Position/velocity tracking 

Most outdoor platforms have regular access to GPS, but there are a number of use cases in which MEMS IMUs contribute to position and velocity tracking between GPS updates and partial GPS denial mitigation strategies. Strapdown navigation is one of the most common techniques for using MEMS IMUs to estimate velocity and position. The strapdown architecture uses gyroscopes to track and remove the gravity vector from the accelerometers so gravity will not contribute to the integration (velocity) and double integration (position) error growth models. 

MEMS IMU Performance Advancement

Given the increasing dependence that AV platforms are placing on both short-term and long-term performance attributes, it is important to understand key performance attributes when developing selection criteria for the MEMS IMU. Since FOGs inspired the vision for early development of high-performance MEMS IMUs, Appendix C of IEEE-STD-975-1997 provided the basis for early definition of many MEMS IMUs performance attributes. As the vision for MEMS IMUs expanded out of automotive safety systems and into gaming and fitness tracking applications, there was extraordinary integration along with reduction in size, weight, power and cost. Because these applications focused on tracking simple, repetitive motion profiles, the most important performance attributes focused on short-term noise and stability attributes. 

For example, Angle Random Walk (ARW) describes the rate of drift from integrating the random noise of a gyroscope, with respect to time. Rate Noise Density (RND) describes the magnitude of the noise in spectral terms for those trying to assess loop bandwidth for angular jitter contribution from the noise in their feedback loops. In-Run Bias Stability (IRBS) comes from the minima of the Allan Deviation curve and quantifies the best-available observability of bias error under static inertial conditions and benign environments. 

For AV platforms that have simple mission profiles and can afford the latency times associated with correction feedback that comes from other sensor platforms, these noise/stability metrics are the primary points of interest. When the mission profile has demanding inertial attributes, operates in challenging environments and the consequences of failure are elevated, GNC systems are sensitive to a much broader range of condition-dependent behaviors. Turn-on drift, Thermal hysteresis, long-term and vibration rejection are examples of these behaviors [3]. 

Turn-on drift typically comes from thermal settling but can have other contributors. This typically follows a first-order, decaying exponential, so the key attributes to understand are the initial error and the time constant. This error source typically has a deterministic model, but the key attributes are often dependent on both ambient temperature and proximity to thermal equilibrium. Thermal hysteresis is the difference between the sensor’s bias when moving up and down, in temperature. This attribute is dependent on thermal ramp rate and other mechanical stress attributes, which make it exceedingly difficult to model. Long-term aging typically comes from a combination of electrotonic drift and mechanical settling. The dependence on mechanical settling means thermal shock and other drastic changes in the force profile can change the drift model over time. The bottom line is this error window requires bias estimation loops to manage it. Finally, Vibration Rectification Error (VRE) is the most common metric for quantifying vibration rejection in both accelerometers and gyroscopes. This attribute typically impacts drones but can influence AGVs as well.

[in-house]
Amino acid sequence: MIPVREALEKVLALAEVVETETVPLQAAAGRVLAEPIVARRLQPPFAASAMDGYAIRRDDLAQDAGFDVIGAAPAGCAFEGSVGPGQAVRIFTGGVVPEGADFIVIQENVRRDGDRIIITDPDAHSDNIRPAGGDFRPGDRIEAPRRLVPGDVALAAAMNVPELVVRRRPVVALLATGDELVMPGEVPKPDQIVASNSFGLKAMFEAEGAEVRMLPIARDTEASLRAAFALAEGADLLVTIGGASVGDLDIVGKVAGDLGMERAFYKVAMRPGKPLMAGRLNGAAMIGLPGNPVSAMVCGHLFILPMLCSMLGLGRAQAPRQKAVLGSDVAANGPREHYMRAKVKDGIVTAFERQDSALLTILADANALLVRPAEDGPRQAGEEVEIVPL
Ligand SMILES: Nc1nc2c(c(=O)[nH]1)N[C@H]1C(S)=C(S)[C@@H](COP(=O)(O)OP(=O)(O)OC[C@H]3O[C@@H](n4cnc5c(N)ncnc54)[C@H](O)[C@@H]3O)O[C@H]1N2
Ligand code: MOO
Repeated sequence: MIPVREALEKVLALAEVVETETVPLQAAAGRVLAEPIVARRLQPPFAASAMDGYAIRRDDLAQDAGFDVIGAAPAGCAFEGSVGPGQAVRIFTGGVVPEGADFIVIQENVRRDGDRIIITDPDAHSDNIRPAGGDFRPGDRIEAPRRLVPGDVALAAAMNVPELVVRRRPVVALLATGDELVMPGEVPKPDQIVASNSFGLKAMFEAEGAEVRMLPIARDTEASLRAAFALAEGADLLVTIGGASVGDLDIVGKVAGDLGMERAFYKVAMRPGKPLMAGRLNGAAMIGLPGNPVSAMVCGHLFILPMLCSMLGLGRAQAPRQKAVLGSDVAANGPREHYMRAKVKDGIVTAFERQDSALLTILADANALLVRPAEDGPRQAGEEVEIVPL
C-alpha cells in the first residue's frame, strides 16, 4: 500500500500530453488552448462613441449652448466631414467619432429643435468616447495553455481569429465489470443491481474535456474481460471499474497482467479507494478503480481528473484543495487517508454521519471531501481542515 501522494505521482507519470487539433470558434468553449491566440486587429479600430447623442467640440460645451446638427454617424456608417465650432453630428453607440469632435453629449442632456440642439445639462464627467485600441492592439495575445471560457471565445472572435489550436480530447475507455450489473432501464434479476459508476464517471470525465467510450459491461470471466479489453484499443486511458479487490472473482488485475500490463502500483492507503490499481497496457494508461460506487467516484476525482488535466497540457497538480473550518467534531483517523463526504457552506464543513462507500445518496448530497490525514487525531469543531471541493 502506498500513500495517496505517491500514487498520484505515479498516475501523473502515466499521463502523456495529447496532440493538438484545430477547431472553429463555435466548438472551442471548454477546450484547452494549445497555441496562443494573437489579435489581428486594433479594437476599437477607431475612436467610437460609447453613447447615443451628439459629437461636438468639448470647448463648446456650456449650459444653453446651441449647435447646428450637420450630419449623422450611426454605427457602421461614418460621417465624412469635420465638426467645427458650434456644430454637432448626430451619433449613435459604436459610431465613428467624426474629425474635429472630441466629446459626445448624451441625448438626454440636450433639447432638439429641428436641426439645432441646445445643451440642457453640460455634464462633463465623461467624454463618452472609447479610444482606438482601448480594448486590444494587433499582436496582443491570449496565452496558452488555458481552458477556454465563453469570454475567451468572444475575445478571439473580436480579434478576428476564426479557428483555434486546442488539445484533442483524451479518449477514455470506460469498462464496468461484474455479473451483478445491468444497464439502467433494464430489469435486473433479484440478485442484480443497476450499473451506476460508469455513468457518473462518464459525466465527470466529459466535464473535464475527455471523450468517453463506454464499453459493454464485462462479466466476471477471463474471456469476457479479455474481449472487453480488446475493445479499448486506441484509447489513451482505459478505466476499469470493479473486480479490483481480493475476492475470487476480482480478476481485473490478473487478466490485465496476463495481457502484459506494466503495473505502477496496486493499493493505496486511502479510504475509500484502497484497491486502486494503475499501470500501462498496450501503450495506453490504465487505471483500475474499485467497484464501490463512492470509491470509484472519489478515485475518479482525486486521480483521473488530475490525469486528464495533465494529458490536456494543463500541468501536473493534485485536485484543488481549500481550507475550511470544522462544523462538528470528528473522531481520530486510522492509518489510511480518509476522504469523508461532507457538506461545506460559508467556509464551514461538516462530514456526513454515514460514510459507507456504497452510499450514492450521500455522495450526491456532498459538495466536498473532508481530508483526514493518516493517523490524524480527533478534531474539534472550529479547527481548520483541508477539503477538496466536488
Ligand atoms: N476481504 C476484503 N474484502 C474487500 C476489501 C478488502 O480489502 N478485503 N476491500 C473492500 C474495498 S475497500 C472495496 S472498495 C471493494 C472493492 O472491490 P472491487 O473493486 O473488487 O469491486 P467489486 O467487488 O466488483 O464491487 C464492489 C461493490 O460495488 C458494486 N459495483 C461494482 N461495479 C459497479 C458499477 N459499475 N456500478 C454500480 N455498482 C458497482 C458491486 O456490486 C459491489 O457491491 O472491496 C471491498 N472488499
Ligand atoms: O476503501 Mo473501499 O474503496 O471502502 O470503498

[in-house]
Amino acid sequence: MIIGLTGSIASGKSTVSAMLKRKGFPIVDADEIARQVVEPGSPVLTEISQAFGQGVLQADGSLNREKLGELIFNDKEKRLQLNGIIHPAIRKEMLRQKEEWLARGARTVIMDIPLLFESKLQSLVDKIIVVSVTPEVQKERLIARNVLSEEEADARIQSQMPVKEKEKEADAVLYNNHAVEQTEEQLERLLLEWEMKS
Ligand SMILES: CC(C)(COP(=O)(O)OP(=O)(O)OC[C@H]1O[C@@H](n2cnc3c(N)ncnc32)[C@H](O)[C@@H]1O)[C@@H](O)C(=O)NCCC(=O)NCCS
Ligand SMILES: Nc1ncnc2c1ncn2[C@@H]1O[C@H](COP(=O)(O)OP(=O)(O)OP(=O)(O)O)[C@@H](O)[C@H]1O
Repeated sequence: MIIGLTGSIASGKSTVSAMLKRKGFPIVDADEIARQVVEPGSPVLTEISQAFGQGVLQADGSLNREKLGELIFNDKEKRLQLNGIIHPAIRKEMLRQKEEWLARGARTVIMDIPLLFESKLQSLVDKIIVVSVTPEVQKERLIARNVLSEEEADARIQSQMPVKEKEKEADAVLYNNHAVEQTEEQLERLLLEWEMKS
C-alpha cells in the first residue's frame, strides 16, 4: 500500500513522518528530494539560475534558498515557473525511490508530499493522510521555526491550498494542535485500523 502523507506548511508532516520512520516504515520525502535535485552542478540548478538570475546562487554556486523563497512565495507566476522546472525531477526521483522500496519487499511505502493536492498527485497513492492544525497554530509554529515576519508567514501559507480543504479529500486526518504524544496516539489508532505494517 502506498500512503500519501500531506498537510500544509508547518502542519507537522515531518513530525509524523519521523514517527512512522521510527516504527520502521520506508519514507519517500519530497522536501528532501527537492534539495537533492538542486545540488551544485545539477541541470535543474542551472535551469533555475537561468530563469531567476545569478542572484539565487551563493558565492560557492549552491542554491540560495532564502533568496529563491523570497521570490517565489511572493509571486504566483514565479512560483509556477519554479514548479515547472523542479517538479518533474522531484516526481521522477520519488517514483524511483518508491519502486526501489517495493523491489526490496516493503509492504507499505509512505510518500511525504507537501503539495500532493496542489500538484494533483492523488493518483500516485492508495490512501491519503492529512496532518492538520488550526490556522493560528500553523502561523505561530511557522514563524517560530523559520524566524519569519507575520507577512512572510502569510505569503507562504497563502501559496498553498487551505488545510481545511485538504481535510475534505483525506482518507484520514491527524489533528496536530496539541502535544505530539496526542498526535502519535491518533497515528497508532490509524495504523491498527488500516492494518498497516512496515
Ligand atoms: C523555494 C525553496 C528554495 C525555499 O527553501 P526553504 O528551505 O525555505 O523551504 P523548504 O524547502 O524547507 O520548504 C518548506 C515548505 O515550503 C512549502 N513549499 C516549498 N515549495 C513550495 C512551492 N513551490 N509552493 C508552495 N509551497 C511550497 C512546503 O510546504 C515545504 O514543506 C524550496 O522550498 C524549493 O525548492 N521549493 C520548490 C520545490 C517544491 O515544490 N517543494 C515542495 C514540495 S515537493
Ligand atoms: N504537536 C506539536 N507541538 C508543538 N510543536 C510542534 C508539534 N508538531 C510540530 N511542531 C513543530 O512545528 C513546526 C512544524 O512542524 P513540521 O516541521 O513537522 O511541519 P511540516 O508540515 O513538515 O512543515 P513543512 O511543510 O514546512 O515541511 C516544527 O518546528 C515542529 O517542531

Table 1 shows an example of the type of advancements in MEMS IMUs over the past generation of devices [1]. The net result of these improvements is that in the most demanding environments, system algorithms can reduce latency and convergence times in the estimation loops, widening the conditions the platform can operate through. 

MEMS IMU Operation

Modern MEMS IMUs, such as the ADIS16550, contain complete “motion to calibrated bits” signal chains that provide AV GNC systems with simple, configurable access to inertial sensing. They typically only need a decent power supply to self-initialize and begin producing quality data without requiring any external configuration. That data is available through communication channels that most embedded platforms support with minimal configuration. Figure 2 provides an example of a MEMS IMU functional block diagram. 

MEMS sensors typically rely on tiny spring-tethered “proof masses,” which provide a center-tap for a differential capacitive network. When these devices experience acceleration, the proof mass sets back from the acceleration, causing a differential imbalance in the distances from each side of the fixed frame. In their simplest form, a modulation signal feeds through the center tap (proof mass) and through the capacitive path into two ends of the differential capacitor path. After demodulation, the residual signal represents the acceleration. For gyroscopes, the control and modulation schemes are a bit more complex, but for those that rely on the Coriolis acceleration, the net result is the same.

After demodulation, the residual acceleration (or angular rate) signal goes through an Analog Front End (AFE), which applies filtering to help manage noise and establish the desired sample rate to signal bandwidth ratios. The AFE also applies the signal to optimize the resolution of the digital portion of the signal chain for a given measurement range for each sensor.